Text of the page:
December 2, 2013 – Six months ago, David Nosal, chairman & CEO of San Francisco-based Nosal Partners, was convicted of all charges in a six-count indictment by a federal jury that found that Mr. Nosal had conspired to gain unauthorized access to the computer system of his former employer, Korn/Ferry International, and to illegally obtaining its trade secrets in 2004 and 2005. The sentencing of Mr.Nosal, which was originally scheduled for September 4, has been delayed further and, in federal court on October 9, Mr. Nosal was to learn his fate which could carry maximum statutory penalties from five to 10 years’ imprisonment and combined fines of $500,000 plus restitution if appropriate. However, David P. Riordan, the lead counsel for Mr. Nosal for the last five years, put forth the argument that before sentencing could take place the Court should determine how much Korn/Ferry suffered as a result of his client’s actions. U.S. District Judge Edward Chen of the Ninth District Court agreed to the request for delay and an evidentiary hearing to determine the amount of loss will take place on December 18.
Because it is difficult to determine the exact loss of income to a search firm in these instances, many use a clause that monetizes the anticipated loss such that the mere breach of the contract obligates the individual to a specific penalty which then becomes a matter of contract law. Absent that clause, it is incumbent on the firm to show evidence that the individual used the protected data to secure specific income, in- come that, absent the individual’s actions, would have flowed to the firm. “The mere reaching out to a client by the individual would be a weak foundation for damages due the firm if the firm cannot prove that funds flowed to the individual that would have, otherwise, flowed to the firm,” said James J. Cimino, president of ESL Services, a boutique recruiter located in Mason, OH.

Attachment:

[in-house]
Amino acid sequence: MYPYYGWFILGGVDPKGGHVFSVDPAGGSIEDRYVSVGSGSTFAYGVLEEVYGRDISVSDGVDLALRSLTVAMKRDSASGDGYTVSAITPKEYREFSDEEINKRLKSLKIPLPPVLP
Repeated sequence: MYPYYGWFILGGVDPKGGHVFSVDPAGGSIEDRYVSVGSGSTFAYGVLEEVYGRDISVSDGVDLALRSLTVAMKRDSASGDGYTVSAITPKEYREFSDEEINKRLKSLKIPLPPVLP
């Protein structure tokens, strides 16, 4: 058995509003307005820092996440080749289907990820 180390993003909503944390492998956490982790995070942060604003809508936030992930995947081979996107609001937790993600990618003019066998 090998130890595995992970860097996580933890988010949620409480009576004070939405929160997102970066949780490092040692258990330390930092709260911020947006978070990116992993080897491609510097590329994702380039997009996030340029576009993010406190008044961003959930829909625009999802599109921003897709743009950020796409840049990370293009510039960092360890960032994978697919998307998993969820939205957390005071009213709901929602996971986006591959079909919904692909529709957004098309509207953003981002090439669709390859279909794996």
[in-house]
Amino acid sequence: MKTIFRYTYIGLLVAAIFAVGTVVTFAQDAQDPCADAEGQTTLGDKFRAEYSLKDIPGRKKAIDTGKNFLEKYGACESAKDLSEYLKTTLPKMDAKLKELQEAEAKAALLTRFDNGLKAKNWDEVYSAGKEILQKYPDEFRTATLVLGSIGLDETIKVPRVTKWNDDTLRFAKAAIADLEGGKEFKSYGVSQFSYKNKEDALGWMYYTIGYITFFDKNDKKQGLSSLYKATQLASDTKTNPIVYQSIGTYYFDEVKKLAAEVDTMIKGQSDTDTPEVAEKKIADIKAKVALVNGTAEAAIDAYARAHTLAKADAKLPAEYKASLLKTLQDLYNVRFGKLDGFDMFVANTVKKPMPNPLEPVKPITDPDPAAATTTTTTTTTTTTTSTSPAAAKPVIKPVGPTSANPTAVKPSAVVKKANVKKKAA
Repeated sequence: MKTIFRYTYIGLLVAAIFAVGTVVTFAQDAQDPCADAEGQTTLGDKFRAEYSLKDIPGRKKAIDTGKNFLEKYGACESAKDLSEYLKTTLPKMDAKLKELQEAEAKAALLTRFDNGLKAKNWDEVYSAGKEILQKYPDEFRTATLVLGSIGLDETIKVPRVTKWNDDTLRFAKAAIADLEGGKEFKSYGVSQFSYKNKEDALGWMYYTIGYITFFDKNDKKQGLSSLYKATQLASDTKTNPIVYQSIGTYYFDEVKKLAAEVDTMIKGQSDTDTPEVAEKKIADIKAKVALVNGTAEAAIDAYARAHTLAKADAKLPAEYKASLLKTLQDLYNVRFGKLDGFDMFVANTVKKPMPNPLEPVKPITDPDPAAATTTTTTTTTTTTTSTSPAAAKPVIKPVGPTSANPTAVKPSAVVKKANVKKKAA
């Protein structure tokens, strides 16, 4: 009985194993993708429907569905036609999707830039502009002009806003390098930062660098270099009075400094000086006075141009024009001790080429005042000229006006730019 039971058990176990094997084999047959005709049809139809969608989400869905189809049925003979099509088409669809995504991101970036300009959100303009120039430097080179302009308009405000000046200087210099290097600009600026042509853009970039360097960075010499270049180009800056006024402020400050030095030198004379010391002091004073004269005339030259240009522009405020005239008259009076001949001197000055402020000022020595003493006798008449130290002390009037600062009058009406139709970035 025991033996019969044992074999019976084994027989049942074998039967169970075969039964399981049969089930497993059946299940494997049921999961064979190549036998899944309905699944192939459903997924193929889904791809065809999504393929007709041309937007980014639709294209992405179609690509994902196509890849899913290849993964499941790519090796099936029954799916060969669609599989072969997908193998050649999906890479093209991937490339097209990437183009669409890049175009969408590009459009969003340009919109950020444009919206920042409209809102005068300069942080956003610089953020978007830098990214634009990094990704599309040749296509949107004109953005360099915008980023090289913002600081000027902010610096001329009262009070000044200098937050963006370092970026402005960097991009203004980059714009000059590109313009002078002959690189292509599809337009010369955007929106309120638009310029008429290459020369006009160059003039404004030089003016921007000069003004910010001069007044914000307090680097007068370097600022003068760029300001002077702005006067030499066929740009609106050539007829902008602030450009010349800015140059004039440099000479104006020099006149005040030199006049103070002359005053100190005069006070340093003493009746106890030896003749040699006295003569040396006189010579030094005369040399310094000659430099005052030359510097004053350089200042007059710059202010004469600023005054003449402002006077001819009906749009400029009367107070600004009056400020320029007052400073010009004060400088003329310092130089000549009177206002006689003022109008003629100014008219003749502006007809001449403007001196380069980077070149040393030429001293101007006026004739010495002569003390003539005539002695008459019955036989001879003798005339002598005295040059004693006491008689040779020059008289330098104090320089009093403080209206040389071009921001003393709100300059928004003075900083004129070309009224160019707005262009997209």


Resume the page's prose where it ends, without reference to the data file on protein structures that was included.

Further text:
Mr. Cimino, who often testifies in court on matters related to cases involving disputes that include search firms, pointed out “it would be incumbent on the firm to show that they took proactive steps to mitigate those damages by taking other measures to secure the right to business from the clients whose information the individual took.” The Nosal case will serve as a landmark case for the executive search industry which has traditionally seen search consultants move frequently from one rival firm to another or seen defections of top consultants who leave to start their own firms. While non-compete agreements are common, few firms enforce them; these contracts are governed by individual states and the verbiage and enforcement action is specific to the individual states. While non-compete terms of six months and up to a year are enforceable, it becomes significantly more difficult to lengthen these terms as they can conflict with the individual’s right to earn a living in the best way they know how. “No firm is entitled to control what knowledge is in the mind of the individual,” said Mr. Cimino. “Non-compete contracts are far more difficult to enforce but the courts seem willing to side with the firm if the actions of the individual were blatant such that they were designed to enrich the individual at the expense of the firm. One prevailing thought is that these contracts can only protect information, intellectual or intangible property, of the firm. They cannot keep the individual out of the business in a general sense – but the Nosal case could alter this significantly.”